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My Bosch eBike has dual batteries which I usually ride with one battery. I feel like as the weather drops to freezing the bike power has dropped off slightly and when I ride with the second battery added back on the power is raised back up. Is this expected?

Obviously I am aware that double the battery means double the range but I didn't think a double battery would provide more power than a single battery which was fully charged.

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  • Can you clarify what you mean by "the bike power has dropped off"? Do you mean the motor's power output, or the range indicated on your computer? I suspect the latter. If so, this is a known property of lithium ion batteries when operated in the cold. It affects smartphones also!
    – Weiwen Ng
    Dec 5, 2019 at 19:09
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    Some sort of insulating blanket should help, so long as it starts off warm. As it runs the battery will heat, and the insulation will hold in this heat. You just want to make sure it doesn't get too warm. Dec 5, 2019 at 21:54
  • Weiwen: both actually Dec 5, 2019 at 22:21
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    you can try adding heating pads under the insulating blanket to keep the battery above a certain temperature (using a temperature switch), you will have to either use an extra battery (small li-ion) or use a boost/buck converter to get the proper voltage for the heating pads. something like this aliexpress.com/item/… Dec 6, 2019 at 13:27
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    So, the answer and comments haven't addressed the issue of your motor reducing its power output. I've browsed the literature available to consumers on Bosch's site, and I can't find anything specific. I would suspect that the on board battery management system may reduce the motor's output to conserve battery life when it senses low power. I think you said that when you inserted your second battery, the motor power comes back up to normal. That's consistent with my speculation.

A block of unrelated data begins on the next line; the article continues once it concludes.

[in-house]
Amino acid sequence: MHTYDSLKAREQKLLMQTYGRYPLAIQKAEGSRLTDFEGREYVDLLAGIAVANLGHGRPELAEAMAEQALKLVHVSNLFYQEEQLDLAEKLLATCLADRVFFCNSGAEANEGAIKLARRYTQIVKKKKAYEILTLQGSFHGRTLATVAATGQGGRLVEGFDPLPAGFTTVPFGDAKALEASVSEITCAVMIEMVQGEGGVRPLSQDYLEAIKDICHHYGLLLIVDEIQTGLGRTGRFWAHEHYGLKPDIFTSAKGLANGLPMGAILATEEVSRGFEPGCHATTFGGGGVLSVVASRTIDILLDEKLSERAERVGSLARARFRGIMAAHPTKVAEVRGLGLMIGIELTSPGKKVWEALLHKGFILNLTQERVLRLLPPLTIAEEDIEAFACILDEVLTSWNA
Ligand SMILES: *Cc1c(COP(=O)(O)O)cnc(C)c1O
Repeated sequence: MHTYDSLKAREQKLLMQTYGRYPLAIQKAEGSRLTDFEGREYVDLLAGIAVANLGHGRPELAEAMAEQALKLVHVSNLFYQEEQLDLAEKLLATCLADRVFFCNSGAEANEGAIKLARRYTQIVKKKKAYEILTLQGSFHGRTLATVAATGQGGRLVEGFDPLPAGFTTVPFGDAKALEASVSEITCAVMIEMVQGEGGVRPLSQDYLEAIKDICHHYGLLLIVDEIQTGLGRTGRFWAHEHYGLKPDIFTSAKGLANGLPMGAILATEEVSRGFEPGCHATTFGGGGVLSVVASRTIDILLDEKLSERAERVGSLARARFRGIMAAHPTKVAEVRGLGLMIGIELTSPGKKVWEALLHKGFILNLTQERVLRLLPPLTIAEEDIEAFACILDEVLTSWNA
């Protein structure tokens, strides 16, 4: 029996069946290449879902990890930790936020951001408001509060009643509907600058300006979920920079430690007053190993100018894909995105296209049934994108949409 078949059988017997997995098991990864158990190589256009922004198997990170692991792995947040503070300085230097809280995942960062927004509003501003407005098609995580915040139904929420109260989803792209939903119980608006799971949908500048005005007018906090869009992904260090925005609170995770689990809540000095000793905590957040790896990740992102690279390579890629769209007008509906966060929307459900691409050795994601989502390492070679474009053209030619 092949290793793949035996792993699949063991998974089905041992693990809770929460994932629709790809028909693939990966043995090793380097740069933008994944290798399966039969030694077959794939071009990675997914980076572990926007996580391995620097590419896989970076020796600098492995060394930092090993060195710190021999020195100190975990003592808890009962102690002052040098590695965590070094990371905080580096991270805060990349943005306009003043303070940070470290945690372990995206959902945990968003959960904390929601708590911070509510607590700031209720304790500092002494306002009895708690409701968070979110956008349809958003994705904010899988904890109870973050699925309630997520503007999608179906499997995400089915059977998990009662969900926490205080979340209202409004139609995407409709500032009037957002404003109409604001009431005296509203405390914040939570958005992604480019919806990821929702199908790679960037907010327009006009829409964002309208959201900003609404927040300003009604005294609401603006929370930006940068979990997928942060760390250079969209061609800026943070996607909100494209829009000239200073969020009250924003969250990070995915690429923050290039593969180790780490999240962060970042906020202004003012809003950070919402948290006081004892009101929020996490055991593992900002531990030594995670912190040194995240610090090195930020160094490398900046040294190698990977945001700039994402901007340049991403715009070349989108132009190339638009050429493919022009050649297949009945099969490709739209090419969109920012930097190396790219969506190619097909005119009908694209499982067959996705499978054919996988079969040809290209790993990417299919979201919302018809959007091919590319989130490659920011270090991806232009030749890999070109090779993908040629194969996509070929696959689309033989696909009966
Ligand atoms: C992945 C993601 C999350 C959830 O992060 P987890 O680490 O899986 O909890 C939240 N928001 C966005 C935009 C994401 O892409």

– Weiwen Ng
    Dec 6, 2019 at 16:17

3 Answers 3

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You're right - a cold battery cannot provide as much power as a room-temperature battery.

I had an ebike based on SLA batteries, and in summer it would get 25 km range, which dropped to under 5 km in the cold frosty mornings of a winter.

It is possible to get battery heaters, common in places like Canada where its cold enough to freeze the water in a SLA battery and split the casing. But on a bike you're going to be using battery power to keep the battery warm. A better solution is to store the bike inside at both ends of your journey.

Perhaps a wrap made from a thermal blanket could help keep heat in, but there are downsides to that too.

Suggest you read To what extent should I insulate an electric bike battery during winter?

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    Canadian e-biker: I wrap a piece of 5MM neoprene around battery + downtube. No issues for 45 min ride @-15C (starting out from indoor storage of course)
    – Affe
    Dec 5, 2019 at 21:08